Posts Tagged ‘facebook’
Part 16 in an ongoing series that serves as the prequel to my new book, The End of Business as Usual…
It’s a new year and a new set of predictions to set goals and expectations for 2012. I won’t bother you with the top 10 emerging social networks or apps to focus time and resources. Nor will I gaze in the crystal ball to reveal the five secrets to viral marketing and user/customer acquisition. Instead of adding my forecasts to the endless sea of debatable prophesies, I chose a more aspirational path.
Part 15 in an ongoing series that serves as the prequel to my new book, The End of Business as Usual…
The world is becoming a much smaller place. But even with social media contributing to a globally connected society, businesses that continue to take a global approach to social content and engagement may be missing opportunities for greater resonance and relevance. While a global presence is necessary for any organization hoping to connect with customers around the world, placing reliance on one prevailing strategy is just the beginning. In any web strategy, including social and also mobile media, localization is king.
Credit: WireImage, Kevin Mazur – Mark Zuckerberg, Spotify CEO Daniel Ek, Snoop Dogg and Sean Parker
On stage during Facebook’s massive f8 developer conference this past September in San Francisco, Mark Zuckerberg introduced the world to frictionless sharing and the future of music. Freshly minted alliances with Spotify, Turntable.fm, Clear Channel, Rdio and many other services now feed the new “Music” dashboard that transforms friends into social DJ’s and music store clerks. In between their status updates, Facebook’s new frictionless sharing platform turns the news feed into a playlist that spotlights top songs, featured music services, and unknown gems creating a social soundtrack to everyone’s life. The result will naturally spark intrigue, dialogue, listening, and eventually new music purchases courtesy of Facebook’s inherent social effect.
The new, new Twitter is upon us and while some of you already have access to it, others will have to wait up to three weeks. I’m not one to write about new features or products as they’re released. But I would like to take some time to review why this version of Twitter is important to you and your business.
Part 10 in a series introducing my new book, The End of Business as Usual…this series serves as the book’s prequel.
Today’s social media best practices will show you the marvels of creative marketing in social networks, the benefits of customer service on Twitter and blogs, innovations in co-created products and services, and insights into how to build a more engaged business. As organizations migrate from rigid to social business models, no line of business, department, function, or small business for that matter, will go untouched or unchanged. So what’s next? As you can see in the image above, one of the more aggressive trends on the horizon is social commerce and it centers on improving the complicated relationships that exist between…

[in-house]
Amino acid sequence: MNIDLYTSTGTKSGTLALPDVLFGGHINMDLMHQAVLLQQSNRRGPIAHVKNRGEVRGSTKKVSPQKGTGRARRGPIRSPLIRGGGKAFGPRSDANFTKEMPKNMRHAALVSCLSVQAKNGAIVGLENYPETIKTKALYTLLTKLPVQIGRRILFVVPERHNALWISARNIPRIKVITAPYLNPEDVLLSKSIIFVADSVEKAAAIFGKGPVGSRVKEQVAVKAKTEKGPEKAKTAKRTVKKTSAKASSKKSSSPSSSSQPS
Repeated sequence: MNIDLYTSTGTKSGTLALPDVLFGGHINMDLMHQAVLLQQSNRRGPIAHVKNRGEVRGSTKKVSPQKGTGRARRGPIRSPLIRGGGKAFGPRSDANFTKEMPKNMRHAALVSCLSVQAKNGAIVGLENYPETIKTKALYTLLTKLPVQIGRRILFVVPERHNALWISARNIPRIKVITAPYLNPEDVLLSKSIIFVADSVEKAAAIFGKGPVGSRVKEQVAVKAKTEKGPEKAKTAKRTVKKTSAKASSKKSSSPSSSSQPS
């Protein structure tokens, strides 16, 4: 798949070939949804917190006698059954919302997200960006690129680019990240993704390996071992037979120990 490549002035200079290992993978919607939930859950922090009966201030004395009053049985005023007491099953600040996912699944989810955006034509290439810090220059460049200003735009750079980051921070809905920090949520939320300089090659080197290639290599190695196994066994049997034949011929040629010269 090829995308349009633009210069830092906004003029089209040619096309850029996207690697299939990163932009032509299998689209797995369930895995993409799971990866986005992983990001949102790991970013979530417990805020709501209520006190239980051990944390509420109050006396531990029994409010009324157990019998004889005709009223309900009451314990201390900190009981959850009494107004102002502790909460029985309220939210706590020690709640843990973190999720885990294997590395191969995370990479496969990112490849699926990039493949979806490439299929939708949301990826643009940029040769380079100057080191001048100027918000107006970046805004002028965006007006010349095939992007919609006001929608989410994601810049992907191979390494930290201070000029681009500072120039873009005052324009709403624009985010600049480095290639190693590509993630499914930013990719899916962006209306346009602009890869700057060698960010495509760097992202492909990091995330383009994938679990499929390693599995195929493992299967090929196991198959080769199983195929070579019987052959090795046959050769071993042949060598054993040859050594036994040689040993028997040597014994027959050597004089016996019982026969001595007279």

Part 7 in a series introducing my new book, The End of Business as Usual…this is not content from the book, this series serves as its prequel.
You like me, you really like me!
Not so fast.
You’ve all heard the stat, if Facebook were a country, it would be the the third largest in the world. That stat was initially shared when Facebook hit 500 million users. Now the site has more than 800 million users and a new comparison that’s worthy of blog posts, tweets and conference presentations…Facebook now has as many users as the entire Internet did in 2004, which ironically is the year Facebook debuted.
This is part two in a short series to introduce The End of Business as Usual…originally posted on Harvard Business Review (edited)
As the line between social media and privacy continues to erode, I often think about these words by Gabriel García Márquez, “Everyone has three lives: a public life, a private life, and a secret life.” Sometimes in social media, we intentionally or often, unintentionally, blur the lines between who we are (outward facing), who we are (introspectively), and who we want to be.
“For the first time ever in a single day we had 500 million people use Facebook” – Mark Zuckerberg
For those who focus on the debate between Facebook, Google Plus and Twitter are missing the true story. Today at Facebook’s f8 developer conference we were reminded about what the story really is…you and me. No, it’s not about features, capabilities, or the number of users. We were reminded about the power of something much more important, our experiences, relationships, the content we create and share and how each paint a picture of who we are as individuals.
Brian Solis is a digital analyst, anthropologist, and also a futurist. In his work at Altimeter Group, Solis studies the effects of disruptive technology on business and society. He is an avid keynote speaker and award-winning author who is globally recognized as one of the most prominent thought leaders in digital transformation.
His most recent book, What's the Future of Business: Changing the Way Businesses Create Experiences (WTF), explores the landscape of connected consumerism and how business and customer relationships unfold in four distinct moments of truth. His previous book, The End of Business as Usual, explores the emergence of Generation-C, a new generation of customers and employees and how businesses must adapt to reach them. In 2009, Solis released Engage, which is regarded as the industry reference guide for businesses to market, sell and service in the social web.